Some inpatients at The Robert Jones and Agnes Hunt Orthopaedic Hospital (RJAH) are to be allowed a “named visitor” under refreshed rules, in order to give them greater contact with their loved ones.
The Oswestry-based hospital took the difficult but necessary decision to restrict all visiting for all patients, once again in November, except those on end of life care plans, or in other exceptional circumstances at the discretion of the Ward Manager. That was in line with national guidance in response to the covid-19 pandemic.
But the change – which comes into effect from Monday (22 March) – does not represent a return to business as usual, as visiting will still be largely limited, in order to minimise any risk of covid-19 being brought onto the hospital site.
Limited patient visiting will resume for our longer stay patients on the Midland Centre for Spinal Injuries (MCSI) and Sheldon Ward, our general medicine and rehabilitation ward – with exception for shorter stay patients with exceptional needs, for example paediatric patients and those wanting to visit any patients on an end-of-life care pathway.
Exceptional circumstances could also refer to people with a learning disability or dementia, where there may be increased distress. It could also mean that allowing a visitor may be of significant benefit to that patient.
Any other relatives who feel they have exceptional circumstances as to why they should be allowed to visit will need to discuss on a case-by-case basis with the nurse-in-charge.
Patients will be allowed one named visitor (or two on the Midland Centre for Spinal Injuries), and visitor(s) must book their visits with the Ward Clerk in the ward, where their loved one is staying.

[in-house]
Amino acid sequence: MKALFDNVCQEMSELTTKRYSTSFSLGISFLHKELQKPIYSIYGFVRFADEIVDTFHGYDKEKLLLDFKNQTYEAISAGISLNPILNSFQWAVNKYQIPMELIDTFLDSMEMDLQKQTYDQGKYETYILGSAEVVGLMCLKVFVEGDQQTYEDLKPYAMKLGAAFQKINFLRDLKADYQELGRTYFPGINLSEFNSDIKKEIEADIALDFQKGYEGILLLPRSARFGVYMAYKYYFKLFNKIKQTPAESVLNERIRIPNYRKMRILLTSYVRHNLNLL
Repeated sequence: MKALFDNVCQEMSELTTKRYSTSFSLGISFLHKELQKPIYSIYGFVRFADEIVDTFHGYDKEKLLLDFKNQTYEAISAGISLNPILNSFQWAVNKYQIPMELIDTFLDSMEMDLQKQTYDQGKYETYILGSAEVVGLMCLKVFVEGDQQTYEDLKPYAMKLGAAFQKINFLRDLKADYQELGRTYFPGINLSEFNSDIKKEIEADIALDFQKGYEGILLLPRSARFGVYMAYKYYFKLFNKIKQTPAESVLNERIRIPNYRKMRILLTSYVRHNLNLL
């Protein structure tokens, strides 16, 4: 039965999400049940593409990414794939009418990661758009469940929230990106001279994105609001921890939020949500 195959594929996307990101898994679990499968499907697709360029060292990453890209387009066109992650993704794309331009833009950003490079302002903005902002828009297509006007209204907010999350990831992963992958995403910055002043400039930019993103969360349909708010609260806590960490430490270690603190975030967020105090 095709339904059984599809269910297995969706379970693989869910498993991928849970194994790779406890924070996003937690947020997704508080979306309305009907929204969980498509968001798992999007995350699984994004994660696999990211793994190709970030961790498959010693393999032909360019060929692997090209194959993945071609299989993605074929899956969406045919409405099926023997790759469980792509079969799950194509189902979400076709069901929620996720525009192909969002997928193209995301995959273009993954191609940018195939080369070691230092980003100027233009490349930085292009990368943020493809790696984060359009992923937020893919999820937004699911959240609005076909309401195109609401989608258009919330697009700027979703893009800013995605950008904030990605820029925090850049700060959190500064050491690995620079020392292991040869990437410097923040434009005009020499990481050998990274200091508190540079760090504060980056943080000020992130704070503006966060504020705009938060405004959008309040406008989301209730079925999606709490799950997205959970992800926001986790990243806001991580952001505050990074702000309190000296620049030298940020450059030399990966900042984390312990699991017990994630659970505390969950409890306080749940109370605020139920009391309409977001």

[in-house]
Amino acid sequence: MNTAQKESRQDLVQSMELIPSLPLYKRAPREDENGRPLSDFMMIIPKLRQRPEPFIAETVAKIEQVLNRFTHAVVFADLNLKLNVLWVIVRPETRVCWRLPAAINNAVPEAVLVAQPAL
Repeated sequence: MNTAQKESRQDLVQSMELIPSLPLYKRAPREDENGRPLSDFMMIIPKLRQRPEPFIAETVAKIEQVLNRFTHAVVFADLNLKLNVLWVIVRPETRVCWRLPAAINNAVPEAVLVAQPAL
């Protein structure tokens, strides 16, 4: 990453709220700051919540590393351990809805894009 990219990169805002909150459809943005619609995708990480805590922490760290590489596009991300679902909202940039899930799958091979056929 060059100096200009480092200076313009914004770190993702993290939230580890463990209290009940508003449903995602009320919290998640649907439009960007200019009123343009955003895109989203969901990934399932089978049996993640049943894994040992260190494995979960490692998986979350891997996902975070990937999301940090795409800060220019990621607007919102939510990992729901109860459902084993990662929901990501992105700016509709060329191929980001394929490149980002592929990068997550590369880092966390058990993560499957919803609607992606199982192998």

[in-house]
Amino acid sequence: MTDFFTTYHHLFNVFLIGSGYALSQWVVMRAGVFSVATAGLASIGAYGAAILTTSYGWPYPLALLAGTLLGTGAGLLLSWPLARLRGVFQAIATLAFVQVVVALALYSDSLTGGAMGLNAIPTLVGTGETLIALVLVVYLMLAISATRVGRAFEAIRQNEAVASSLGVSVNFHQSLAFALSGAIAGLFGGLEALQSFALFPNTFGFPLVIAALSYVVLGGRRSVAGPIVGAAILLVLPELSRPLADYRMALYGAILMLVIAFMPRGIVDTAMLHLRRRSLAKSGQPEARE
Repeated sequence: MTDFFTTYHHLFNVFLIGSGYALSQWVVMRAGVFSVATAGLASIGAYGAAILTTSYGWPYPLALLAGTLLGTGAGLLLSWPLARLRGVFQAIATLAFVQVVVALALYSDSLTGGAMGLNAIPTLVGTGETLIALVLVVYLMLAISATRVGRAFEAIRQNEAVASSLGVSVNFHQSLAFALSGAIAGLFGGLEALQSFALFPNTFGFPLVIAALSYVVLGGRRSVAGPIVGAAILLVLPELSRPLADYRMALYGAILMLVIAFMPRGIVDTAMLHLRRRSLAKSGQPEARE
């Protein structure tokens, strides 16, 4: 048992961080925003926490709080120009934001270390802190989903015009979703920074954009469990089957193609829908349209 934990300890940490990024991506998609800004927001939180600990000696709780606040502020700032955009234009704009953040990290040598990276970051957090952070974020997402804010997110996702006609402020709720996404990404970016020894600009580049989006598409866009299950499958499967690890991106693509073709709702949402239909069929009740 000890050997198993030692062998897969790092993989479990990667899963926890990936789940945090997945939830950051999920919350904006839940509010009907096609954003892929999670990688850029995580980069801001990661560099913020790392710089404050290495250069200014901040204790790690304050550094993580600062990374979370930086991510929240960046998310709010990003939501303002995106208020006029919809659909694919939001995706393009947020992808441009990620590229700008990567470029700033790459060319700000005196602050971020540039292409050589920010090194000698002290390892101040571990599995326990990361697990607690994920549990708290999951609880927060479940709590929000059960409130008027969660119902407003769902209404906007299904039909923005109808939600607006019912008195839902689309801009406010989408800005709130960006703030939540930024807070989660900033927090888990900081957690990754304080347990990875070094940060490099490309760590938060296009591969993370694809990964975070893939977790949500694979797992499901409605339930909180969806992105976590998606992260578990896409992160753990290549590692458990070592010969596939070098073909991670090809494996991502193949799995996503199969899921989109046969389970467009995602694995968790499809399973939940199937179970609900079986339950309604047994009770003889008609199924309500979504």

Visitors will need to wear face masks at all times, and will be provided with a surgical face mask by the Trust on arrival, and must follow guidance on hand hygiene and social distancing whilst in hospital.
Stacey Keegan, Chief Nurse and Patient Safety Officer at RJAH, said: “The halt we put on visiting five months ago was the right thing to do in order to protect our patients and our staff.
“But we know that being in hospital can be a difficult time for people, and not being able to see any of their family or loved ones has made it even harder. We’ve tried to help them with technology to allow virtual contact, but nothing beats being able to talk to someone face-to-face.
“We have been monitoring the situation very closely and feel that now is the right time to allow some visitors back on site.
“It’s the right thing to do, especially for our most vulnerable patients who will really benefit from contact with their families.
“We are only allowing one named visitor for now, and two for our patients on MCSI – who have often been with us for many weeks or even months and can be a long way from home.
“Visitors will be expected to undergo screening and put on a face mask when they arrive at the Main Entrance, and to observe all social distancing guidelines.
“We will continue to monitor the situation closely, and we hope people understand that we might have to close to visitors again if we see an increase in coronavirus cases, either within the community or within the hospital. Safety will always be our first priority.”
The changes above are in line with guidance from NHS England and NHS Improvement, who are encouraging the gradual resumption of visiting in order that patients and visitors can see their families and loved ones.
Individual wards will be able to use their own discretion as to time slots they offer to visitors, though all appointments for the day must be concluded by 7pm, in order that thorough cleaning can take place.